Wednesday, October 20, 2010

Buffy 3x16 - "Doppelgangland"

It's not that often that the Buffy writers go back and revisit the concept from a standalone episode, but that's just what's going on here in "Doppelgangland." Luckily, what might have come off as beating a dead horse turns out to be a really enjoyable ride. More after the jump.

"Bored now."

- Vampire Willow

I have to wonder how the idea for "Doppelgangland" came about. I imagine Joss simply liked some of the ideas in Marti Noxon's script for "The Wish" and decided that he wanted to riff on them in a script of his own. I don't think that any of these ideas needed much development: as I said in my review of that episode, it was not the way in which those ideas developed that disappointed me but rather the way in which they developed to far away from the story about Cordelia which they seemed to be connected to. Here, the ideas are not so much developed as deployed again in a different context. There, it was "what if Buffy never came to Sunnydale," and here it's "What if the Wishverse version of Willow showed up in our world?".

Both of the episodes gain their momentum from the excitement and fun of exploring and extrapolating from that initial "what-if," But in contrast to "The Wish," which began focusing on Cordelia's story and meandered away from that point as it explored, "Doppelgangland" manages to focus squarely on Willow, exploring her role on the show in much the way "The Zeppo" did for Xander. In fact, the episodes follow pretty similar paths, opening with out subject questioning their satisfaction with the role they play in the group, and ending up in the same role but with a newfound understanding and appreciation for it.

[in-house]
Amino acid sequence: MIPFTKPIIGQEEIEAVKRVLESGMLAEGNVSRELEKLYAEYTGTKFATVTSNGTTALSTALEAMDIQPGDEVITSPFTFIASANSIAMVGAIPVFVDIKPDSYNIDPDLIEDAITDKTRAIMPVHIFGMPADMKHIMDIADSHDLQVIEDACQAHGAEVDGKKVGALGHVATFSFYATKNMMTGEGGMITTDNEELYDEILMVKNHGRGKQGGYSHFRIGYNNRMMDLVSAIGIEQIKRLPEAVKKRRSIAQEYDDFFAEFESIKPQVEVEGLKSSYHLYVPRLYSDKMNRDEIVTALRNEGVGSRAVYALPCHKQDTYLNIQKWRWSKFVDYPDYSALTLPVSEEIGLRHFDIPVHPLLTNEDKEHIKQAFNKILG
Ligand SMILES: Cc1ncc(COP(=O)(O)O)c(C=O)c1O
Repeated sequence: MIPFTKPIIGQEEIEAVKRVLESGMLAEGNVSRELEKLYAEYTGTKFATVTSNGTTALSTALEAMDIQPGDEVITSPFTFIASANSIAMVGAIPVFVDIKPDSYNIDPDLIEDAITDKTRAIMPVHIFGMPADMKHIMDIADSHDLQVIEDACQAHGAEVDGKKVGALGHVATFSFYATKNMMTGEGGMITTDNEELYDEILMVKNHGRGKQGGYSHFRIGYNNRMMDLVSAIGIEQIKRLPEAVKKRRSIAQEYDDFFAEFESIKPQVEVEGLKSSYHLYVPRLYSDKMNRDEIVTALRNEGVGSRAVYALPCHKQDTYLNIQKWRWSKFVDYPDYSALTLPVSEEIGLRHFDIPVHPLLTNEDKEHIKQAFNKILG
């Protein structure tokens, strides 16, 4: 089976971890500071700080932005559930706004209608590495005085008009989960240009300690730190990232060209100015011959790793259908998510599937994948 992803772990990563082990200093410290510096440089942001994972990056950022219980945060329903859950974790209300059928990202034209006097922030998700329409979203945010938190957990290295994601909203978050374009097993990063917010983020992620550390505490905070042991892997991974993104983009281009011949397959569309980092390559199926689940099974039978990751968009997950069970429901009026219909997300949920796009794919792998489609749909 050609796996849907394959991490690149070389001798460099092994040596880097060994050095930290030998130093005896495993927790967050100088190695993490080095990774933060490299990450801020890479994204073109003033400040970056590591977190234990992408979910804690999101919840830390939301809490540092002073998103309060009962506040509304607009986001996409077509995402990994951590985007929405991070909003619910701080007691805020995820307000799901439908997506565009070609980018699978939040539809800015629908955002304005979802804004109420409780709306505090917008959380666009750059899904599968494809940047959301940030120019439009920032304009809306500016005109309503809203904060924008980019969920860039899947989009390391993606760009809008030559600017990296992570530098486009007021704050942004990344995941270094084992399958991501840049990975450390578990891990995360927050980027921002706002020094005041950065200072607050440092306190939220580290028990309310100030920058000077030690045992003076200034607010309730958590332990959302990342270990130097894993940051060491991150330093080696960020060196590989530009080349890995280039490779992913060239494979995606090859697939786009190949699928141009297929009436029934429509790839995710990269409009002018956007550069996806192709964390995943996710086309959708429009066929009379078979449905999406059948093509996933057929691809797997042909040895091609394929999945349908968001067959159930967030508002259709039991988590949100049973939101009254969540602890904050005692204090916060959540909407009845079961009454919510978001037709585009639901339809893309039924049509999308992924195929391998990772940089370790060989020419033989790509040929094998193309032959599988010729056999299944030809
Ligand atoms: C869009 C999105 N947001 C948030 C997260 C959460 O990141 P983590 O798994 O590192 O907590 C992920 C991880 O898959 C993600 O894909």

But as with "The Zeppo," it's the fun of the journey that really makes this episode worthwhile. Vampire Willow is a fun character and allows Anlyson Hannigan some great comedy opportunities as she plays three characters: real Willow, Vampire Willow, and real Willow pretending to be Vampire Willow (a fantastic scene for her). The return of Anya, who first appeared in "The Wish," affords Emma Caulfield similar opportunities. In that episode, she was barely a presence at all, but in this one she gets to strut her considerable comedic stuff.

I don't think "Doppelgangland" would rank very highly as one of the best episodes of the season--we've had some pretty strong ones recently. But it's certainly a fun diversion and a great exploration of Willow as a character.


  1. This is, in its own little way, a very important episode, given that what initially appears to be a tossed off line by Willow about Vampire Willow turns out to be a major plot in series 4.

    Plus, one could argue that this episode opened the minds of some writers to the real possibility of a villainous Willow, which also had a bearing in future seasons.

    God, it's hard not to spoil when talking about this stuff.

  2. Yeah, I mean they even re-use Vampire Willow's catchphrase, "bored now," come the end of season 6.

    And, about said "tossed off line," I feel like I heard somewhere that the writers didn't even at that point have in mind that Willow would eventually bat for the other team. It's still really cool, though.

  3. Indeed--I've always wondered if it was this episode that put the idea in the writers' heads to have Willow find herself in college.

  4. Yeah, I pretty strongly intended to comment on that, but it somehow slipped my mind.

    I agree that this episode might have been a sort of self-fulfilling prophecy regarding later development for Willow. It's really unlikely that it's just a coincidence.